Skip to Content

Letters

Putin is a war criminal, and it’s not ‘jaded rhetoric’ to say so

Also in Letters: antibiotics for dairy cows, and when should the clocks go forward?

22 October 2016

9:00 AM

22 October 2016

9:00 AM

Russia’s war crimes

Sir: In his article ‘Vanity Bombing’ (15 October), Simon Jenkins quivers with contempt at MPs digging ‘deep into the jaded rhetoric of a superannuated great power’ and ‘shouting adjectives and banging drums’. But he does Parliament and decent, careful motivation a deep disservice. I don’t know what preceded his splenetic outburst, but Syrian analysis deserves better.

The position is very simple. The Russians are committing war crimes and using their position as a veto-wielding member of the United Nations Security Council to shield themselves from international humanitarian law. They are not bombing formations of Assad’s military; they are hitting hospitals with bunker-busting bombs and attacking civilians cowering in cellars. They are using cluster and incendiary munitions.

The Germans and Italians did to the League of Nations in the 1930s precisely what Russia is now doing to its successor. We are in danger of seeing the same results for an international rules-based system. To say we will stand by our responsibility to protect innocent civilians from this barbarism is not jingoistic or superficial. It is the assertion of a doctrine the entire international community endorsed after Rwanda, Srebrenica and Bosnia, and promised to uphold. Perhaps Sir Simon concluded these were just the weasel words of a cynical international community and the foolish and third-rate politicians whom he believes populate the House of Commons.

On a previous occasion he wrote about deterrence resting ‘on the assurance of collective response’. On that occasion he was entirely correct.
 
The Rt Hon Andrew Mitchell MP
Royal Sutton Coldfield

Summer Time blues

Sir: I am glad that there is someone else in the country who feels as strongly as I do about the absurd timing of the reversion to British Summer Time in spring (Wiki Man, 8 October).


But if it is sensible not to change the clocks to Greenwich Mean Time until the first Sunday in November, when sunrise in London is around 7 a.m. (GMT), as Rory Sutherland suggests, it is surely logical to change them back when sunrise is once again around 7 a.m.: about 20 February, not the second Sunday in March, as Rory proposes.
 
Trevor Woolley
Englefield Green, Surrey

Cows and antibiotics

Sir: I very rarely take any issue at all with Rory Sutherland — he seems to be bursting with great ideas, has a healthy suspicion of horses and his is my Spectator ‘go-to’ page. However, I do believe that he was being harsh and judgmental to say that ‘farmers would need to rise long before daybreak’ (they do anyway, Rory) ‘to perform their vital work of stuffing antibiotics into the front of cows and pulling milk out of the back’ (8 October).

No dairy farmer uses antibiotics routinely. The only time that antibiotics are used in a precautionary way is when cows are ‘dried off’, which means at the end of their lactation. The use of mild antibiotics via intra-mammary tubing prevents mastitis building up. This, complete hygiene in the parlour and a perfectly working milking machine have combined to greatly reduce mastitis in what little is left of the British herd. I know of no antibiotics being ‘stuffed in the front’. If milk contains even a very low level of antibiotics, it is rejected without compensation.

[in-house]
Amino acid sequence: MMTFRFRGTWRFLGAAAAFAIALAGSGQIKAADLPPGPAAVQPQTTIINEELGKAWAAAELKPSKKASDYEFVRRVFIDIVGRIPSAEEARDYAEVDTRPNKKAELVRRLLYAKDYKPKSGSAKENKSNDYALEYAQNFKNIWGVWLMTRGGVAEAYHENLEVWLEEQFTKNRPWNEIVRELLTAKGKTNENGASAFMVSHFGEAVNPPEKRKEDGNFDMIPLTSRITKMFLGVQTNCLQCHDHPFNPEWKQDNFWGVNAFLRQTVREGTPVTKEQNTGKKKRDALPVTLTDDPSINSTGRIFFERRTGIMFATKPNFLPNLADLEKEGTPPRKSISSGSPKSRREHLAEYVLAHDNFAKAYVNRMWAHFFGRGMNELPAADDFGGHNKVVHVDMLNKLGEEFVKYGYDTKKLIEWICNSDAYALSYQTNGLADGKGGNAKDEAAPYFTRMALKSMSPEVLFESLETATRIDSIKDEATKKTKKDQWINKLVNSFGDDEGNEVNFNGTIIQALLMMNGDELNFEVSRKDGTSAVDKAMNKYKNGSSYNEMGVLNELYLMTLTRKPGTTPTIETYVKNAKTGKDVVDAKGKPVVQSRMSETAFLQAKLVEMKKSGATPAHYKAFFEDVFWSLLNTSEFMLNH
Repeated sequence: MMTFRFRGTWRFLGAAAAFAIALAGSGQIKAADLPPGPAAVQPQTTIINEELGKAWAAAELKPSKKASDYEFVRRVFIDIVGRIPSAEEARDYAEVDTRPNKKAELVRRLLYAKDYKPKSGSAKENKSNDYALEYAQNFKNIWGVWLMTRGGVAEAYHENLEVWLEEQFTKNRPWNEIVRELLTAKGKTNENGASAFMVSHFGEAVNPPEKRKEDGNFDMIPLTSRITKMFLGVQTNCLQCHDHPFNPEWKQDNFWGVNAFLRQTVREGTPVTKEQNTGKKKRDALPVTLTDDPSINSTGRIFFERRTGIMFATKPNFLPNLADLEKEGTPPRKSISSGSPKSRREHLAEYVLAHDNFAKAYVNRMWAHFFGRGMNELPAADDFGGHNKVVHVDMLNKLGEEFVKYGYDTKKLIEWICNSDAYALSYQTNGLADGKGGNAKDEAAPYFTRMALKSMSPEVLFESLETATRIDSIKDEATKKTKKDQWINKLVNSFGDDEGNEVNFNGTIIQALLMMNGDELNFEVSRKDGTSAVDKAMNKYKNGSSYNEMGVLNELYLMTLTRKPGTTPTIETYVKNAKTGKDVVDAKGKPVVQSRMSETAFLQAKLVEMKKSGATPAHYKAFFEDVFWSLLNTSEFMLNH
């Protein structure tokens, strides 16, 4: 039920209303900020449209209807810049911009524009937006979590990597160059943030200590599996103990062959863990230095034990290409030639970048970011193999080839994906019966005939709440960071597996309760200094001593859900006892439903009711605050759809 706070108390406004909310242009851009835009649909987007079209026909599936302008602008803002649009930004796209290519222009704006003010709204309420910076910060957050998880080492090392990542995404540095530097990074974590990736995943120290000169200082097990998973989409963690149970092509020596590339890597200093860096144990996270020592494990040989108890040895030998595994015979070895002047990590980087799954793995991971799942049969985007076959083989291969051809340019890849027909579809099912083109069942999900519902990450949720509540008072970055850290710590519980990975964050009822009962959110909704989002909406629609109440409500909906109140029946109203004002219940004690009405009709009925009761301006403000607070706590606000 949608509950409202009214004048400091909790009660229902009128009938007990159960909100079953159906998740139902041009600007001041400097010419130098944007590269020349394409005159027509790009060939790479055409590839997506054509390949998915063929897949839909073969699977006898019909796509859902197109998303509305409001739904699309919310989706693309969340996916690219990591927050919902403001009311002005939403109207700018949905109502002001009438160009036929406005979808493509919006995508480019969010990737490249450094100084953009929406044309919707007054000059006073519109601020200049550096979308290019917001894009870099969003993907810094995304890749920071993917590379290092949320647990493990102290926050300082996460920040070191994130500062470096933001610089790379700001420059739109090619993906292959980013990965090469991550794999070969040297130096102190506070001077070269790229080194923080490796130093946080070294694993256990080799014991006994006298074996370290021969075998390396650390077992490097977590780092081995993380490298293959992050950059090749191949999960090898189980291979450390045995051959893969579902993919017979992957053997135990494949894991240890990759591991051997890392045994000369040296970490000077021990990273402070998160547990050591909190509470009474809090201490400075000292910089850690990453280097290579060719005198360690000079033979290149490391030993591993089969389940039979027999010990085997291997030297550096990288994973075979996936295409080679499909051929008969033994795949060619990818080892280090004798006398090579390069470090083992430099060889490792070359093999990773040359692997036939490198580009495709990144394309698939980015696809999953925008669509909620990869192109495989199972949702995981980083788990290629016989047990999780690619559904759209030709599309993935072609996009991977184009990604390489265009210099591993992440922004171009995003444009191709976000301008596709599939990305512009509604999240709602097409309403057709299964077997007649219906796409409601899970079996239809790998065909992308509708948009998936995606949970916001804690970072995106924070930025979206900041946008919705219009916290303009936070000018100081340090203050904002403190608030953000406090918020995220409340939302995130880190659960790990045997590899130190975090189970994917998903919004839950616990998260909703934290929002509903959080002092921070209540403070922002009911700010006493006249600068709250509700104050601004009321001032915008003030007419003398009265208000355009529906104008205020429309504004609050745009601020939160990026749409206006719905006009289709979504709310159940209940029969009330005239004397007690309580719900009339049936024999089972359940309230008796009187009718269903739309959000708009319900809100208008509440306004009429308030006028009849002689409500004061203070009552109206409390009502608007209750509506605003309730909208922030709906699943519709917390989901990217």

Tom Thatcher
Salisbury, Wiltshire

It’s not about the schools

Sir: While I am delighted that Simon Jenkins sees our cathedrals as success stories (‘Why cathedrals are soaring’, 8 October), can I point out that the vast majority of children the Church of England educate were not admitted on the basis of whether their parents attended church?

Our schools serve pupils of all faiths and none, and over half have no faith-based criteria. There will be some who choose to attend church merely to tick a box. They are a tiny minority and we hope that in doing so they find a richer purpose. Our cathedrals and churches are salt and light to the world, giving flavour and illumination.

As our 11,000 parishes gear up to welcome around 2.5 million to church this Christmas, the pews will fill with people looking for joy in their world— not simply because they want a form filled.
 
The Revd Nigel Genders
Church of England Education Office
London SW1

Straw’s polls

Sir: Brendan O’Neill’s article on the NUS (‘The students fight back’, 8 October) reminded me so much of my time some 45 years ago, when a certain Jack Straw was president. All of our NUS meetings were held in the lunch break, and by 1.50 p.m. all of us from the science and engineering faculties had to leave for 2 p.m. lectures. The other faculties never seemed to have 2 p.m. lectures, and as all votes took place after 2 p.m., we never got to even register our opposition to wacko resolutions.
 
Keith Appleyard
West Wickham, Kent

A wee beastie

Sir: Alistair Kerr believes that the beech marten, not the pine marten, is to blame for the smell in the attic of Mr Wallis’s house in France (Letters, 16 October). My father had a similar problem with a marten in the roof, which eventually came to a head when one peed on him as he read the paper. This was in the Scottish Highlands and, as Mr Kerr rightly points out, the beech marten has never lived in the British Isles. So for this misdemeanour at least, the beech marten surely can’t be blamed.
 
Camilla Swift
Windsor, Berkshire


Show comments
Close